What the Mets do with SS and Tejada/Flores going forward will have as much to do with how TDA and Lagares perform as much as anything. If both those guys blossom enough to provide decent offense in the 6/7 poisiton(s), or if Lagares can even lead off vs. LHP, the Mets can live with a live with a light hitting SS in the 8 hole (or 9 hole), find a big bat for left field, and possibly a big bat at 1B if Duda can’t produce adequately (I thin he can if he continues his trend of being more aggressive earlier in the count).

  3. Anthony June 25, 2014 at 4:04 am
    I would say yes to the fact that they would be SEVERAL games better if Terry Collins was not in the dugout. He has cost them many games this year where he has either just sat on his butt as his pitchers implode, actually waiting to long after they have let the game get out of hand before even visiting the mound…

    Also, of course they would be better if they had gotten a bat such as Nelson Cruz instead of Chris Young to start the season. For “bejezuz-sake” they could have spent close to the same amount of money on Cruz also as they did CY! But nothing we can do about that now. Now the Mets need to land someone from the Twins or from Arizona (a la Josh Willingham, or Goldschmidt in a blockbuster deal). For Goldschmidt, send them Montero/Gee and a player to be named later. Or something crazy, I don’t know what it would actually take, but I’d be willing to dump a prospect and a proven for him if that is what it would take to get him. Imagine the Mets with Paul Goldschmidt in our lineup! It would be sick:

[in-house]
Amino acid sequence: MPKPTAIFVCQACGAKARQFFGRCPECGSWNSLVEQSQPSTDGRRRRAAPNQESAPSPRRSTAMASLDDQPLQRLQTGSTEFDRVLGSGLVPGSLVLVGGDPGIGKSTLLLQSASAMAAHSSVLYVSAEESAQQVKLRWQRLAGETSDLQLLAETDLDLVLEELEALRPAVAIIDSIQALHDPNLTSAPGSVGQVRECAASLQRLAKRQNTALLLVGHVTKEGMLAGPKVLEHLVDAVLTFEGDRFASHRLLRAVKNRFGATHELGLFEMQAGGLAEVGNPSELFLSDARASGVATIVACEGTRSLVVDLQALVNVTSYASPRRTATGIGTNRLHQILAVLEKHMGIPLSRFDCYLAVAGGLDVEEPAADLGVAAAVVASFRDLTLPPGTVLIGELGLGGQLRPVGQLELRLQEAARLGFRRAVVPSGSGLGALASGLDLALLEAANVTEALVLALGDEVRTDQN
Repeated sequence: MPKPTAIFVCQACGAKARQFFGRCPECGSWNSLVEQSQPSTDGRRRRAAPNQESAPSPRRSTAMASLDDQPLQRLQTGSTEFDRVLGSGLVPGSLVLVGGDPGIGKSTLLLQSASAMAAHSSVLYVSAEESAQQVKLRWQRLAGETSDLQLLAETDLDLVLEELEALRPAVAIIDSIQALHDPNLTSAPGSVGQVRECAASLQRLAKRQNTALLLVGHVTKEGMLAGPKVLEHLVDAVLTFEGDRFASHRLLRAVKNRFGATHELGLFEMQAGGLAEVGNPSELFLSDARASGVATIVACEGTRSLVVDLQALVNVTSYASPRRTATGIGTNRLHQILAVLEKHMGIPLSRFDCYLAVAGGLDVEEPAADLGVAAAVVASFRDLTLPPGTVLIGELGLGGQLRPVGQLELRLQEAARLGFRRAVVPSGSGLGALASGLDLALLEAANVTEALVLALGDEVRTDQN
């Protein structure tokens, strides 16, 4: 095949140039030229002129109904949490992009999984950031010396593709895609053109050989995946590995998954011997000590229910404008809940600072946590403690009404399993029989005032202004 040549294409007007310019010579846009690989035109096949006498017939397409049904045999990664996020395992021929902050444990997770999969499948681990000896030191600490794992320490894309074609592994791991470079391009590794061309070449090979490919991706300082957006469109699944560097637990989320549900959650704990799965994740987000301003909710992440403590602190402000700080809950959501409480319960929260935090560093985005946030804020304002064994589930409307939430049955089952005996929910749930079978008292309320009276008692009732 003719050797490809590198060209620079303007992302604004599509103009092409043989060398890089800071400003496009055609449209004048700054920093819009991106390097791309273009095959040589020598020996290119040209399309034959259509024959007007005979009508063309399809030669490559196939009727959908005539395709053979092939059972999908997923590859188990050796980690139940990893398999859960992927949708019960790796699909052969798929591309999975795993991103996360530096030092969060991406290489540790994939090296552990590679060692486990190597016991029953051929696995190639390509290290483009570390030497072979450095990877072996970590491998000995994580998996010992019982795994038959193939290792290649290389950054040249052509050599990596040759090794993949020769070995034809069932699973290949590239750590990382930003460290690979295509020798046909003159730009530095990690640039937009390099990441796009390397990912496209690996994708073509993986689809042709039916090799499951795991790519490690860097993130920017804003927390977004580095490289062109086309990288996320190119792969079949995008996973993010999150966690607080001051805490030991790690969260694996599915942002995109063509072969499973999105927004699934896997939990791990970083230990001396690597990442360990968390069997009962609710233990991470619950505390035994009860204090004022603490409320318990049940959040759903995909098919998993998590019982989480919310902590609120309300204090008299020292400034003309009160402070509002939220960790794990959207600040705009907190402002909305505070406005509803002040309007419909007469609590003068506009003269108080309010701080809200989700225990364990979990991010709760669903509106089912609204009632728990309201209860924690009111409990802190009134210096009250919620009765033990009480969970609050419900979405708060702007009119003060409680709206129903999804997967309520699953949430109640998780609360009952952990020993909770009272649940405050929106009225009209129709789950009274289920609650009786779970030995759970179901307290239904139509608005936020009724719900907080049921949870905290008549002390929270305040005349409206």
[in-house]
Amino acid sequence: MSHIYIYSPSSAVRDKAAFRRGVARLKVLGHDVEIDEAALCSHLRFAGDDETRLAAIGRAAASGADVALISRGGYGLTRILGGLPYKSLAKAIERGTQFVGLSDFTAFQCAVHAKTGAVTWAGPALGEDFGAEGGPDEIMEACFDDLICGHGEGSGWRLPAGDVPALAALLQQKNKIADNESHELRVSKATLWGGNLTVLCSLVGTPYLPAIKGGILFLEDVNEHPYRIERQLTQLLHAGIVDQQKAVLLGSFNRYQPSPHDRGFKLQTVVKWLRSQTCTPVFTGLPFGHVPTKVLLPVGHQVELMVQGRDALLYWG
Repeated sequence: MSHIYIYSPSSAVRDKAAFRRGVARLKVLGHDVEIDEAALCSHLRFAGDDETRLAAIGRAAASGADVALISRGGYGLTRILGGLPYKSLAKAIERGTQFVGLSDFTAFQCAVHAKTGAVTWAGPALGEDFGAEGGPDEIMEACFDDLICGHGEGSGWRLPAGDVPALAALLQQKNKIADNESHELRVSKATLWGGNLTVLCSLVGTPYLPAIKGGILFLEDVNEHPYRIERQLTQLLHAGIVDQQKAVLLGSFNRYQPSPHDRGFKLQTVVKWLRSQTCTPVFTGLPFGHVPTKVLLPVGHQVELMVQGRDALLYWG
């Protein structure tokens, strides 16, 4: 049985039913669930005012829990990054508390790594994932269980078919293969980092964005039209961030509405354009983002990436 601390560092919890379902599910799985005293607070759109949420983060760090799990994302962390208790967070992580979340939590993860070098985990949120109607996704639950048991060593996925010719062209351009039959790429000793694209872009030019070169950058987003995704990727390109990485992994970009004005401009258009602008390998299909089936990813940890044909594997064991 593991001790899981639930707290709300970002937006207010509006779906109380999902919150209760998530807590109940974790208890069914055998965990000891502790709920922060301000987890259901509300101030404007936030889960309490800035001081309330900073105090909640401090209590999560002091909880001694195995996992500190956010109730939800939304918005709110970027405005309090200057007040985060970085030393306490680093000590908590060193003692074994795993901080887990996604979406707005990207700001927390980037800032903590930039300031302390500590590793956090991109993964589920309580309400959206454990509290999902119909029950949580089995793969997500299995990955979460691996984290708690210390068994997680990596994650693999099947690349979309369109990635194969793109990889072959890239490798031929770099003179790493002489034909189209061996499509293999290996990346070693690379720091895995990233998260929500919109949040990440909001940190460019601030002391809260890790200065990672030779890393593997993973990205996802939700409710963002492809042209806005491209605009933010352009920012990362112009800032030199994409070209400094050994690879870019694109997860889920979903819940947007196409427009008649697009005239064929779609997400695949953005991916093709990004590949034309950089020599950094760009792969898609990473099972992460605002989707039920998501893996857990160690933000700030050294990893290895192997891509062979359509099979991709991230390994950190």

Lagares Cf
    Murphy 2b
    Wright 3b
    Goldschmidt 1b
    Granderson Rf
    EY/CY Lf
    d’Arnaud C
    Tejada/Flores SS

    Now THAT is a RUN-producing lineup. And if they could do it without letting go of Syndergaard/Wheeler/Harvey obviously, I am all for it. Not a huge fan of Montero, even though his upside is probably pretty solid…and I would part with Gee or Mejia as well. Maybe a Montero/Mejia/someone else deal? Would that do it?

  4. mic June 25, 2014 at 6:40 am
    I caught a comment on another site which was in response to Plaewecki’s promotion. Would you care to comment on Plawecki vs TDA?
    • Joe Janish June 25, 2014 at 10:26 am
      No, I have no comment on Plawecki at this time. All I’ve seen of him is a handful of at-bats late in spring training games.
  5. Kent June 25, 2014 at 8:00 am
    @Anthony (for some reason I’m stuck on mobile mode so I can’t replied to you in your own post)

    Nelson Cruz’s last three seasons in Texas that’s roughly hitting .260/.310~.320/.500 (and this is generous, I ignored he only slugged .460 in 2012) in a very hitter-friendly enviroment, playing really bad defense (UZR around -6ish). He was asking 5 years 70M+ earlier in the offseason, that’s way too much and probably killed any Mets interest in getting him. I understand the Orioles is looking pretty good with the signing. However, Camden Yards is also a better hitting environment than the Citi Field, and Cruz played mainly DH in Baltimore, a position that does not exists in the National League. Although we can’t turn back the clock nor see the future but I believe it’s highly likely that 1) Cruz would not come to Mets for 8M and 2) he’ll probably hit about as well as Curtis Granderson earlier in the season while playing defensively at a level slightly above Lucas Duda, that would not be a good signing for the Mets.

    Gee+Montero or Montero+Mejia would not net you Goldschmidt. Actually, Syndergaard + Montero probably won’t net you Goldschmidt. We are talking about a player who right now is one of the best player in the game, only 26, locked into a very team-friendly deal through 2018 with a 2019 option. There’s almost no way D-Backs would trade him, he is the kind of player you build your franchise around, not a trade piece.

  6. Dave June 25, 2014 at 9:29 am
    Stephen Drew: .133/.170/.178/
    Kendrys Morales: .222/.271/.333

    SAVIORS! When you’re looking at the list of the BEST free agent signings of this past offseason, you have to include Curtis Granderson.

    • Joe Janish June 25, 2014 at 10:30 am